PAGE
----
Once we have our SDDC deployed and vCenter is reachable, the next step is deciding how you want to begin consuming your cloud resources. This can be done a number of different ways, some of which include:
- Cold Migration using a Layer 3 IPSEC VPN
- Direct Connect and Layer-2 Stretched network for vMotion
- VMware HCX for bulk migration
- Net-new workloads from templates or ISO
- Content Library Synchronization
This post focuses on the Content Library synchronization as it is one of the fastest and easiest ways to share templates and other files between multiple vCenter servers. When working on a cloud-readiness assessment, or determining how to architect your hybrid environment, one of the easiest ways to onboard is to share your on-premises vCenter’s Content Library as a ‘Publisher’ so that any future vCenter servers (on-prem or in the cloud) can take advantage of your Gold Builds and only need to update them from one location.
Whether you are using a supported Content Library housed in vCenter on-premises, or you are using a third-party content library stored somewhere else like AWS S3, you can share the link to the content library to your VMware Cloud on AWS vCenter and add it as a ‘Subscriber’ library. Let’s walk through the steps! (note: if you are adding an on-prem content library, you will need to establish a VPN connection between VMware Cloud on AWS and your on-prem environment):
- Within vCenter, click ‘MENU > CONTENT LIBRARIES’, then click the ‘+’ button. Give the Content Library a name and click ‘NEXT’
2. Click on ‘Subscribed content library’ and enter the URL of the on-premises Content Library. Choose whether the content library will download the objects immediately or when they are needed (at the time of VM deployment). Click ‘NEXT’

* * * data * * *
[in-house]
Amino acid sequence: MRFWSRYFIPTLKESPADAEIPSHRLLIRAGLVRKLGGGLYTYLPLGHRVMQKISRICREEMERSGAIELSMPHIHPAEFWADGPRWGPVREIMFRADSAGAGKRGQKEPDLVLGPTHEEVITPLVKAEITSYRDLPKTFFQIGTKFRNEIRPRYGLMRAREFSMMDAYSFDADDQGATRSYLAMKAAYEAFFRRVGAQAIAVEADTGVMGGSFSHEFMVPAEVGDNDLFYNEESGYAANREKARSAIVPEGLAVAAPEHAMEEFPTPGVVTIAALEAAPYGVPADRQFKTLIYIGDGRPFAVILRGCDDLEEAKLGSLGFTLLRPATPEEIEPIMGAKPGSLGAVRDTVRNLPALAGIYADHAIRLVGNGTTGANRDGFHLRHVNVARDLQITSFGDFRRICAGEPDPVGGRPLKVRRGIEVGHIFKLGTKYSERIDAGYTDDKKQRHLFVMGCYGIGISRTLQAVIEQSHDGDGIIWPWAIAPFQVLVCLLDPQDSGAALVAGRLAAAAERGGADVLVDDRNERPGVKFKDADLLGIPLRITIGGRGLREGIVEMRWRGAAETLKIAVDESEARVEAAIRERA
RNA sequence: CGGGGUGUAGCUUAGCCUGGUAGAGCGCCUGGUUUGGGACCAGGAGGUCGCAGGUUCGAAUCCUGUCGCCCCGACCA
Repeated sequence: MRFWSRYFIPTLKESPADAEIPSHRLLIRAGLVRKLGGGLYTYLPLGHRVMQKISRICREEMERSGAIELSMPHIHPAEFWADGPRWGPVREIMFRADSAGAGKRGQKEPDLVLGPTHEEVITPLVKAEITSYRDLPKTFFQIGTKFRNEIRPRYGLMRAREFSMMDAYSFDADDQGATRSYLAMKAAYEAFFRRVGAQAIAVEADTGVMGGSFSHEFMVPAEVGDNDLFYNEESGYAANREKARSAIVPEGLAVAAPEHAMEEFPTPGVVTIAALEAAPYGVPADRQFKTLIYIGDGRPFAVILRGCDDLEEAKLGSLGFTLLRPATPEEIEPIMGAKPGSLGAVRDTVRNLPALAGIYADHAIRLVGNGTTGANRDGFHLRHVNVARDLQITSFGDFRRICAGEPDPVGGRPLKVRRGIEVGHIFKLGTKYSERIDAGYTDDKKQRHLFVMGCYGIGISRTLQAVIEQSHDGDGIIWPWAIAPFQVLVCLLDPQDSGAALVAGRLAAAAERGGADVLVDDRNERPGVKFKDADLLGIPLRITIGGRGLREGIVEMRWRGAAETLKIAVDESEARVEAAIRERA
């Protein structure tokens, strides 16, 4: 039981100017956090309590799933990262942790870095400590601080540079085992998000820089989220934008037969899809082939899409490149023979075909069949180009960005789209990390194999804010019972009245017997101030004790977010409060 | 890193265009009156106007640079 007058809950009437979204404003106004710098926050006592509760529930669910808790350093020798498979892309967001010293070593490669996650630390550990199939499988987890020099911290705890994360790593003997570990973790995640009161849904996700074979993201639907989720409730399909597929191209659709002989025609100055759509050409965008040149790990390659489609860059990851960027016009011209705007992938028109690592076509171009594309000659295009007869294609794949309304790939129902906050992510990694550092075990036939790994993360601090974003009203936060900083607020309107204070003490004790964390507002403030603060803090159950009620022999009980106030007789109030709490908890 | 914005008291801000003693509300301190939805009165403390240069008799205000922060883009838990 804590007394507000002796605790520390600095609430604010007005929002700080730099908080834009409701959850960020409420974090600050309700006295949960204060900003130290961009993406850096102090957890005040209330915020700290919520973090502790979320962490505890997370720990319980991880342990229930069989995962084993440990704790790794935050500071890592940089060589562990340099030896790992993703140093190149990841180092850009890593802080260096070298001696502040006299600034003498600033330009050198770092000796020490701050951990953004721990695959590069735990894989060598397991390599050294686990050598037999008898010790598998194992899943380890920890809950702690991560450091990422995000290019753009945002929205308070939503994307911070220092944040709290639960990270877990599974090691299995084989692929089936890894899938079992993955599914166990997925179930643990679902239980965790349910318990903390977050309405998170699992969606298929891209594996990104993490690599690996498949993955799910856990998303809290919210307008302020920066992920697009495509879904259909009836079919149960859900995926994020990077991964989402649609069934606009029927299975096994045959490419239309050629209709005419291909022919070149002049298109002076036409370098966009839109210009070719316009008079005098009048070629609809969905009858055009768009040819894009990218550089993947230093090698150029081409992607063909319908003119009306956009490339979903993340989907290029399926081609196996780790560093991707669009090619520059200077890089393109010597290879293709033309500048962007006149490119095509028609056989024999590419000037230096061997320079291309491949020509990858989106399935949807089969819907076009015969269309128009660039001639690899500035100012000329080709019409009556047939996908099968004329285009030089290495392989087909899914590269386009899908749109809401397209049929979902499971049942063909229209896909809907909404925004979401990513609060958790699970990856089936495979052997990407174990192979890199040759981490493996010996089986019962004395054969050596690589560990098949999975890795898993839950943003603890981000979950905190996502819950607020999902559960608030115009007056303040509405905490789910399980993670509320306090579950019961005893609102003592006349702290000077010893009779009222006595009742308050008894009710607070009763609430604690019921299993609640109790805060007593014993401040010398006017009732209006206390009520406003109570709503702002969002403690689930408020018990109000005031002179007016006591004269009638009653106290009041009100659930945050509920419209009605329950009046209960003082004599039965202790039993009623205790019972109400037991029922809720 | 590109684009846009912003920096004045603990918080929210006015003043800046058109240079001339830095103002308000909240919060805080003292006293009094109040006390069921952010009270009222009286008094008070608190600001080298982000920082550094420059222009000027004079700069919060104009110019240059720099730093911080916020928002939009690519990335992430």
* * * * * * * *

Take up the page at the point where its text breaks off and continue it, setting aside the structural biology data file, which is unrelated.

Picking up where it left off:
3. Select the datastore where the Content Library will reside. Currently in VMware Cloud on AWS, the usable datastore is the WorkloadDatastore. Select this and click ‘NEXT’
4. Next, review your configuration and click ‘FINISH’
5. Once your Content Library has been created, you will see objects begin syncing, starting with the metadata of each file followed by the data of each object.
6. Refreshing your browser will continue to show the progress of each Content Library item. I tend to sync the entire library every time I deploy a new SDDC, this helps with speed and agility as I begin to populate my cloud resources with workloads while maintaining the operational consistency and secured builds that have been used in our on-premises environment.
7. If you chose to only synchronize on-demand, only the metadata will show up and each object will be fully downloaded as you create new Virtual Machines from them.
Although a Content Library on S3 is not currently supported, one of the benefits to having a Content Library in S3 is that the S3 traffic can be routed over the Elastic Network Interface (ENI), meaning you will not incur AWS egress charges on content library syncing between the Content Library and your Cloud SDDC.